All my life I’ve had trouble coming to grips with the difference between what I’d like to believe of myself and what hard evidence proves.
I first discovered my penchant for denial ’way back in the early 1970s. That’s when my parents decided to mail audio cassette tapes back and forth to keep in touch with our grandparents, who spent winters in Texas. I was about eight years old at the time, and the new tape recorder was a fascinating gadget. Fascinating, that is, until I recorded my first message and pressed the playback button. And this weird geeky voice issued from the tape recorder!
What the hell?!? (Or ‘what the heck’, I guess, since I was eight.)
I was certain the tape recorder was malfunctioning. I knew I didn’t sound like that. I could hear my own voice perfectly well in my ears (or, more to the point, in my imagination), and it was completely different. Even though my parents and siblings insisted that the recording sounded just like me, I was sure it was all just a tasteless joke and I refused to believe them.
But I eventually had to accept reality when I listened to their recordings. Their voices on tape sounded just like real life.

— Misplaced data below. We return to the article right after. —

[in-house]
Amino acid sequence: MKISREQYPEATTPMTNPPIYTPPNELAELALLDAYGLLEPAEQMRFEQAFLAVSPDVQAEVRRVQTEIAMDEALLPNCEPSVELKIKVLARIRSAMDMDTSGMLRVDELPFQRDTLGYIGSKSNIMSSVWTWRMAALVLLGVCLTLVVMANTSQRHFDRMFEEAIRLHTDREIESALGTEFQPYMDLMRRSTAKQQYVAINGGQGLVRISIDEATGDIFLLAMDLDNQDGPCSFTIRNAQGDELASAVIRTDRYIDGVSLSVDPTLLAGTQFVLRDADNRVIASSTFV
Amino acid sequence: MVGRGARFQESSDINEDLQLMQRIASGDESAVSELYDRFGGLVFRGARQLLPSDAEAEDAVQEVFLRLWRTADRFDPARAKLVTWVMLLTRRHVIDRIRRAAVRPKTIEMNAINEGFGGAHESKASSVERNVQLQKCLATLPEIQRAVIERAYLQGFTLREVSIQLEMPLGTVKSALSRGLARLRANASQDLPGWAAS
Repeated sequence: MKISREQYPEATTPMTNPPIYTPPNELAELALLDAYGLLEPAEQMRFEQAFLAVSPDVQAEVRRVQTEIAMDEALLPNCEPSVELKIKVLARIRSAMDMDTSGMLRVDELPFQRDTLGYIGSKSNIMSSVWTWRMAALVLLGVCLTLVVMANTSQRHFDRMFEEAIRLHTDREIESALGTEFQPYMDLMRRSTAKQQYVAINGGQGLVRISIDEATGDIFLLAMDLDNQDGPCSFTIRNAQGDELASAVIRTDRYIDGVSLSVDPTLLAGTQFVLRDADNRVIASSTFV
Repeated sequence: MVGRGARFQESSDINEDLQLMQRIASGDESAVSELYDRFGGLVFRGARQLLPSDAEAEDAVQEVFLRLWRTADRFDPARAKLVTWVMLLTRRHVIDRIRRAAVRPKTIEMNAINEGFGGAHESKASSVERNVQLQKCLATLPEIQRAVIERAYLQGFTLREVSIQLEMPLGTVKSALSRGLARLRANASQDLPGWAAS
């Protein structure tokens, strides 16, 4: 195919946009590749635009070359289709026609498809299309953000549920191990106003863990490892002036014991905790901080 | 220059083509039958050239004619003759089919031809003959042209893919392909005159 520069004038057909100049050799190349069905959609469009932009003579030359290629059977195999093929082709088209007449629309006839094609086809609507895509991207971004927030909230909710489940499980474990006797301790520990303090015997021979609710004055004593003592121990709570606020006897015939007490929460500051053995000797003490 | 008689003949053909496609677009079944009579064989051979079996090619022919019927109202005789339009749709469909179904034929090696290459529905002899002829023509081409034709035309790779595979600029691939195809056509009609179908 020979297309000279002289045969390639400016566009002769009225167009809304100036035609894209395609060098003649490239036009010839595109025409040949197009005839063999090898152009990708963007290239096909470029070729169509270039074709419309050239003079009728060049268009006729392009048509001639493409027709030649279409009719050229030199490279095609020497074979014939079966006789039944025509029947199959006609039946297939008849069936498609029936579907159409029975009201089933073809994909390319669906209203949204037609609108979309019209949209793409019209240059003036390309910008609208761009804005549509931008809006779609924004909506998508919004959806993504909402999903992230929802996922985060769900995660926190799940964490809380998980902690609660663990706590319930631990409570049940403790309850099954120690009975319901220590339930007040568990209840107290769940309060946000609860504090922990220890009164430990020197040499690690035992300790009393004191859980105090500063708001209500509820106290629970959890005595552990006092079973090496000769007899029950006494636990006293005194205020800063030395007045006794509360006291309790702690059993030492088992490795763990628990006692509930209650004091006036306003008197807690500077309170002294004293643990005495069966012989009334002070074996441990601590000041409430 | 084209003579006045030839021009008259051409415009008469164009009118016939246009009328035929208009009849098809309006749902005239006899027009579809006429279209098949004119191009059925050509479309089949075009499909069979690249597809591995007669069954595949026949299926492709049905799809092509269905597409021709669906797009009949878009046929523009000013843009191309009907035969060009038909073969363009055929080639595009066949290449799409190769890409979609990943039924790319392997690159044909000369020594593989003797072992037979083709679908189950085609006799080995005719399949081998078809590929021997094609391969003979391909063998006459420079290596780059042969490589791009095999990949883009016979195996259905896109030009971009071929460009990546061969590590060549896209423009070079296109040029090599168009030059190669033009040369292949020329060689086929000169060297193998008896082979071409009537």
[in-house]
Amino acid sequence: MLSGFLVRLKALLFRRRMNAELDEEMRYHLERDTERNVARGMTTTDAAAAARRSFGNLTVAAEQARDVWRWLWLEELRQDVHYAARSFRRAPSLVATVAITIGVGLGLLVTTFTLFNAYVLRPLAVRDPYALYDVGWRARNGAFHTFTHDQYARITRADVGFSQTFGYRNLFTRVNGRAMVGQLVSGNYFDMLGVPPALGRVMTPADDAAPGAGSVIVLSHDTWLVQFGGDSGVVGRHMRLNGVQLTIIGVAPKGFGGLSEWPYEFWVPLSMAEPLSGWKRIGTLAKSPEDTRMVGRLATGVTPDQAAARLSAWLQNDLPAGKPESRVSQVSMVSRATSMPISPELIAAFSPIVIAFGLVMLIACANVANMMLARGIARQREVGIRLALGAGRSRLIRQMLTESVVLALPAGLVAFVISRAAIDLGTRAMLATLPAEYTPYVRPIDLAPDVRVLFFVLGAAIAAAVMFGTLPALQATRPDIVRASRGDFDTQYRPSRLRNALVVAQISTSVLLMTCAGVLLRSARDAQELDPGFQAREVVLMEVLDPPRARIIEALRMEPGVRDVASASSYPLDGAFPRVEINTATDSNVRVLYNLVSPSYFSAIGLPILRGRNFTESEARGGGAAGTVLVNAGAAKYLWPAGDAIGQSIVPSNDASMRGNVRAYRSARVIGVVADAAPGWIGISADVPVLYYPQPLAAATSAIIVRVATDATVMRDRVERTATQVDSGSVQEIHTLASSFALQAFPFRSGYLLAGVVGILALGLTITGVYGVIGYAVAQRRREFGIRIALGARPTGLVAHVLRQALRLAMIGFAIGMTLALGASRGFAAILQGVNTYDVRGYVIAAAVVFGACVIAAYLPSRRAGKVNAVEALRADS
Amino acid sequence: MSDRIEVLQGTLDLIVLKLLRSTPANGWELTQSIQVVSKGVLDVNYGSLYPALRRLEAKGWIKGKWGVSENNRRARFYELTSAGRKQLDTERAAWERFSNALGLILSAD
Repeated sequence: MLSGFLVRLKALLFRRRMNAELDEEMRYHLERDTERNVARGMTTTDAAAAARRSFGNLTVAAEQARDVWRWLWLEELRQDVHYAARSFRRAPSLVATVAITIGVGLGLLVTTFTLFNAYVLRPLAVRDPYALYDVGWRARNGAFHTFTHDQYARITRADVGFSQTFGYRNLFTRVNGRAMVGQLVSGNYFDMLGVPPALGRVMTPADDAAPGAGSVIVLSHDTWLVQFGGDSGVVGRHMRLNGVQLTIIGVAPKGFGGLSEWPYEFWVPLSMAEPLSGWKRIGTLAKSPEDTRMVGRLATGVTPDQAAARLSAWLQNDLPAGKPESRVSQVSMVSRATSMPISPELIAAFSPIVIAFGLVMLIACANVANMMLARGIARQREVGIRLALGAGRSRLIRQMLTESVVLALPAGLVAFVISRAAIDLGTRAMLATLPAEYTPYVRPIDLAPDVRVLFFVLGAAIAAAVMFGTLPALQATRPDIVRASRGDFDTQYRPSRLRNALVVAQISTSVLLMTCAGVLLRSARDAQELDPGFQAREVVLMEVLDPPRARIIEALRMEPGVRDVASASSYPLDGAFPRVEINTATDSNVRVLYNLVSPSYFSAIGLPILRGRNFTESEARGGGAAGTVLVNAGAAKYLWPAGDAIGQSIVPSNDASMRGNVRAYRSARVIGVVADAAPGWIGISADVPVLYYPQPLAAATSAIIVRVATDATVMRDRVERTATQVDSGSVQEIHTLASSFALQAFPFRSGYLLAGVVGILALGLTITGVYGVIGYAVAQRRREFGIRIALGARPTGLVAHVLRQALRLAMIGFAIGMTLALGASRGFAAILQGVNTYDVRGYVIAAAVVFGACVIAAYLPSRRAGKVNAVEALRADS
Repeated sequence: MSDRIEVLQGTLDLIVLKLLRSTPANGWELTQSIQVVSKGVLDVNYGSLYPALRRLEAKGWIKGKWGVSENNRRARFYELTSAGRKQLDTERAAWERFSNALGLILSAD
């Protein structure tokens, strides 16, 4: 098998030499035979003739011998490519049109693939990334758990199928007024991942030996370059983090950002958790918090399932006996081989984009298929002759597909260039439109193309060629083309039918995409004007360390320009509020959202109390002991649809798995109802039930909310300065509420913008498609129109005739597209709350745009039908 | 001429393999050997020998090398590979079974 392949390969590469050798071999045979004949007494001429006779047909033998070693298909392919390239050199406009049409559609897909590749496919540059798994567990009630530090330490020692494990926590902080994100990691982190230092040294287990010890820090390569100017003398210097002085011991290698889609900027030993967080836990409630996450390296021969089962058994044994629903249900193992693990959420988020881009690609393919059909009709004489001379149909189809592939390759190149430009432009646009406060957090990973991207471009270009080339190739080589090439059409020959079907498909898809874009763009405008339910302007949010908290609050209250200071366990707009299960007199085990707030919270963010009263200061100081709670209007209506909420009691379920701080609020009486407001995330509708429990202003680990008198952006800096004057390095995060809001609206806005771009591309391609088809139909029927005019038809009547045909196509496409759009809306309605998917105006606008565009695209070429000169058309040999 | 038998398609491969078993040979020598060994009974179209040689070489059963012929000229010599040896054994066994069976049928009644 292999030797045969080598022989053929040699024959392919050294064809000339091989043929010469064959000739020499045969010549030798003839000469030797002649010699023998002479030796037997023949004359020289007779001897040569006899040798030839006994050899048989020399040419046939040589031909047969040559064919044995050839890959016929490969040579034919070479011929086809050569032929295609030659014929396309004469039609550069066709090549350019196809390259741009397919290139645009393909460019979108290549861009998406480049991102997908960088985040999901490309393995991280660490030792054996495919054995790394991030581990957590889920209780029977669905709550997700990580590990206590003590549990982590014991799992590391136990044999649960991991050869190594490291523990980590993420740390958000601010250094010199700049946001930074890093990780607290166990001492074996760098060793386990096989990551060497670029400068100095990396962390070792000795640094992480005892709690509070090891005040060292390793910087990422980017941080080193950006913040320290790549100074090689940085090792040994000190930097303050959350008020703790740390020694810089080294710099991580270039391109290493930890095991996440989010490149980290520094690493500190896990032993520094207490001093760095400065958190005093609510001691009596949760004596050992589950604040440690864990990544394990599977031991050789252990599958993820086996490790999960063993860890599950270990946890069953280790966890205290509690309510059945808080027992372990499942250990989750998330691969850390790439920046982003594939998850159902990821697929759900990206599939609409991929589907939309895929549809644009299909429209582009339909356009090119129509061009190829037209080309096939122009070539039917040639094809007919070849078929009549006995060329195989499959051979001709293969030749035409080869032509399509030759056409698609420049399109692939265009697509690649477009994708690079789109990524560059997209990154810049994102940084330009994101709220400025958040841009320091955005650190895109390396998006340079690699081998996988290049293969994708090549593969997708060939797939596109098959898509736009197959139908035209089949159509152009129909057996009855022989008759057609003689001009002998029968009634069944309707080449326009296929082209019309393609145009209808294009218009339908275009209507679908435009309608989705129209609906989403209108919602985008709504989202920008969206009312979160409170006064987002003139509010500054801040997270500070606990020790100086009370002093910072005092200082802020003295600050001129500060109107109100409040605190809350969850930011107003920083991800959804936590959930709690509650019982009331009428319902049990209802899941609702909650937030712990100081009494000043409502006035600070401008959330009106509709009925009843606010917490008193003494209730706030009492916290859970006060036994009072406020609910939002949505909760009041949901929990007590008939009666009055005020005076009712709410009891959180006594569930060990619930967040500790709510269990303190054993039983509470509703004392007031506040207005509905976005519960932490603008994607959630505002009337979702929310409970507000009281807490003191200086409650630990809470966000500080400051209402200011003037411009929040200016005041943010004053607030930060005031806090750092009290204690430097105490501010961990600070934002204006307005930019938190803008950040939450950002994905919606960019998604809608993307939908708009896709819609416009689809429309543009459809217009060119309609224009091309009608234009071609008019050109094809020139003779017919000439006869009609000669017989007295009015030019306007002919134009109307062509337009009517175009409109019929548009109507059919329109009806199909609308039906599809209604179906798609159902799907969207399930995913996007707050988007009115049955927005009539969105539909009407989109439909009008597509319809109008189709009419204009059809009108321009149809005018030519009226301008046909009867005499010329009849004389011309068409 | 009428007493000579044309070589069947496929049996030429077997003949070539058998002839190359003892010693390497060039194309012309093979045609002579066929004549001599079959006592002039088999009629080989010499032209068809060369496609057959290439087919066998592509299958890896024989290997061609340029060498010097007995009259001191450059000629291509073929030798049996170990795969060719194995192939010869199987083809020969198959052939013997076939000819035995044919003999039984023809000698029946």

Damn. That weird, geeky voice was mine.
That memory came rushing back to me a couple of weeks ago. No thanks to COVID, I’m attending virtual meetings these days; so I got a webcam.
Let me just say that webcams were obviously created by the same sadists who install bright lights in changing rooms.
The first time I turned the camera on, this godawful old hag appeared on my screen. Pasty-skinned, she had deep grooves around her mouth and between her eyebrows, and the puffy bags under her eyes were big enough to accommodate a picnic lunch.
Clearly there had to be something wrong with the webcam, because I don’t look like that. Sure, I’ve got a few wrinkles, but they’re not really noticeable unless I look in the mirror while I’m wearing my glasses. (There’s something wrong with my glasses, too.)
But after attending my first online meeting, I’m chagrined to admit that everybody else looked the same on camera as they do in real life. So unless I somehow managed to buy a special ‘Funhouse Brand’ distorted webcam (and I’m not ruling that possibility out, just sayin’), I probably am the godawful old hag I see on my screen.
That was a severe blow to my powers of denial, but I shall overcome!
I’m pretty sure I only looked so bad because it’s a high-definition webcam and I was looking at it full-screen. It’s like looking at yourself in a magnifying mirror — everything looks much worse than it actually is. That’s my story, and I’m sticking to it.
And if all else fails, I’ve just discovered that my webcam has a soft-focus setting that should blur reality nicely. Now, if only I could find some device to do that in real life…
Book 16 update: I’m on Chapter 23 and just finished my usual mid-book editing stage. Everything is tightened up nicely now, and I’m ready to bomb ahead!